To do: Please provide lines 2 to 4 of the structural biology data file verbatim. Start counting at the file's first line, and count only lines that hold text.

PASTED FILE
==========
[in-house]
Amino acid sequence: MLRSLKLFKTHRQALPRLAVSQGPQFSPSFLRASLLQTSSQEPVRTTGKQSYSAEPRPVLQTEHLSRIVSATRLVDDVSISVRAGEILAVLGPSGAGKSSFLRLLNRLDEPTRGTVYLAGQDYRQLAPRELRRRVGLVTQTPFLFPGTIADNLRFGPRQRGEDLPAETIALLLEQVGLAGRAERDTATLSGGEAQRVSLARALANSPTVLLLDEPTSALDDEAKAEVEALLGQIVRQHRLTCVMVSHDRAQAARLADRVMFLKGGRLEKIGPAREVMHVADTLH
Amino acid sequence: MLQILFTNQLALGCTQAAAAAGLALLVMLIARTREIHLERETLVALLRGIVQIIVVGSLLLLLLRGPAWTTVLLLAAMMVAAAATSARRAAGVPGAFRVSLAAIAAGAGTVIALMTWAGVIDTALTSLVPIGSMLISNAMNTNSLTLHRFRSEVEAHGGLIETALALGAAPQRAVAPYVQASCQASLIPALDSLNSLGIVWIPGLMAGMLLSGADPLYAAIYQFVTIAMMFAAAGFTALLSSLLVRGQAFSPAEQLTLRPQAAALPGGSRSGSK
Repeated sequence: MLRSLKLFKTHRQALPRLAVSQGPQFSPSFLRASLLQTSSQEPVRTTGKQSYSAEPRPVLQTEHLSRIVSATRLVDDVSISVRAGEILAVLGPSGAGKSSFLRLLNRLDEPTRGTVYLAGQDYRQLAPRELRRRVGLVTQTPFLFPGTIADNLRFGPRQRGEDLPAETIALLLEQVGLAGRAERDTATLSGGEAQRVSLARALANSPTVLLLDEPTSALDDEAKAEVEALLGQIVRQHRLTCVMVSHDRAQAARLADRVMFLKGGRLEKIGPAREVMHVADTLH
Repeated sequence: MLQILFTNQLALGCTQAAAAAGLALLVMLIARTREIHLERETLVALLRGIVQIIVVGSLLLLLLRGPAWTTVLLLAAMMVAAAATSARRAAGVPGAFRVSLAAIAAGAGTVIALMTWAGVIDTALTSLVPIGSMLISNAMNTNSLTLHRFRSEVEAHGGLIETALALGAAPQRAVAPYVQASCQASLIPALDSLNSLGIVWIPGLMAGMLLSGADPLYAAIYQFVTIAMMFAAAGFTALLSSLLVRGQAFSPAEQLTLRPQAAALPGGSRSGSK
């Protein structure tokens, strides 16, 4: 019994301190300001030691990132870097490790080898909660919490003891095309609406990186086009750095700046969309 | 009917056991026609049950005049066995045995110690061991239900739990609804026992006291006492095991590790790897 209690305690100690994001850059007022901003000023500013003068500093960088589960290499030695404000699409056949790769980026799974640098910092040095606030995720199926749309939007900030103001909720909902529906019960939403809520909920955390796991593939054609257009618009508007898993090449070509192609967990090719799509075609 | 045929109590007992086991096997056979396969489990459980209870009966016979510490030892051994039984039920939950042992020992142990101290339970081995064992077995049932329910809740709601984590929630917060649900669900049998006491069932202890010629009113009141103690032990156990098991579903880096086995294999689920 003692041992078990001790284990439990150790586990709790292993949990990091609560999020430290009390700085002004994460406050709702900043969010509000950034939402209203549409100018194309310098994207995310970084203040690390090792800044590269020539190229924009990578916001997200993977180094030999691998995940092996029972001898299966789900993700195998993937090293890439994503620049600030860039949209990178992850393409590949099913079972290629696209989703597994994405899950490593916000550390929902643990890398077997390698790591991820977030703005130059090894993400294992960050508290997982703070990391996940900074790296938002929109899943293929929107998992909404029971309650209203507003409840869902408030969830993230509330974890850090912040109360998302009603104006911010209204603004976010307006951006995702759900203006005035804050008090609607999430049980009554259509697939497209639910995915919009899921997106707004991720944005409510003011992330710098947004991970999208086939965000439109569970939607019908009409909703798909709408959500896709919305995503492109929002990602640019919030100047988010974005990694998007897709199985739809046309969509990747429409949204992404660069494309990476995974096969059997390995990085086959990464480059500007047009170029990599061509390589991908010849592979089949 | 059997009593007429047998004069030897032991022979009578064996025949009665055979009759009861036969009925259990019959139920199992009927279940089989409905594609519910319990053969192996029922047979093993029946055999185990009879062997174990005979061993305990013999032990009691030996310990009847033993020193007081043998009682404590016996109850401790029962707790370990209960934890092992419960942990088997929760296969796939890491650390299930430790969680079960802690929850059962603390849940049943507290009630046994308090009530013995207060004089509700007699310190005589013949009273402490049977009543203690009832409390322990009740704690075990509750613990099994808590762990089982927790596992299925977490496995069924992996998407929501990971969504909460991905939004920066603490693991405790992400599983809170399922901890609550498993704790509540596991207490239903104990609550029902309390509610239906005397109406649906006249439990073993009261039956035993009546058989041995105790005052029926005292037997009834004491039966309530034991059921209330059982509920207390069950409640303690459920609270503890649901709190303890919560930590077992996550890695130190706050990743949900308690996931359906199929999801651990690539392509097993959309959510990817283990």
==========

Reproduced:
Amino acid sequence: MLRSLKLFKTHRQALPRLAVSQGPQFSPSFLRASLLQTSSQEPVRTTGKQSYSAEPRPVLQTEHLSRIVSATRLVDDVSISVRAGEILAVLGPSGAGKSSFLRLLNRLDEPTRGTVYLAGQDYRQLAPRELRRRVGLVTQTPFLFPGTIADNLRFGPRQRGEDLPAETIALLLEQVGLAGRAERDTATLSGGEAQRVSLARALANSPTVLLLDEPTSALDDEAKAEVEALLGQIVRQHRLTCVMVSHDRAQAARLADRVMFLKGGRLEKIGPAREVMHVADTLH
Amino acid sequence: MLQILFTNQLALGCTQAAAAAGLALLVMLIARTREIHLERETLVALLRGIVQIIVVGSLLLLLLRGPAWTTVLLLAAMMVAAAATSARRAAGVPGAFRVSLAAIAAGAGTVIALMTWAGVIDTALTSLVPIGSMLISNAMNTNSLTLHRFRSEVEAHGGLIETALALGAAPQRAVAPYVQASCQASLIPALDSLNSLGIVWIPGLMAGMLLSGADPLYAAIYQFVTIAMMFAAAGFTALLSSLLVRGQAFSPAEQLTLRPQAAALPGGSRSGSK
Repeated sequence: MLRSLKLFKTHRQALPRLAVSQGPQFSPSFLRASLLQTSSQEPVRTTGKQSYSAEPRPVLQTEHLSRIVSATRLVDDVSISVRAGEILAVLGPSGAGKSSFLRLLNRLDEPTRGTVYLAGQDYRQLAPRELRRRVGLVTQTPFLFPGTIADNLRFGPRQRGEDLPAETIALLLEQVGLAGRAERDTATLSGGEAQRVSLARALANSPTVLLLDEPTSALDDEAKAEVEALLGQIVRQHRLTCVMVSHDRAQAARLADRVMFLKGGRLEKIGPAREVMHVADTLH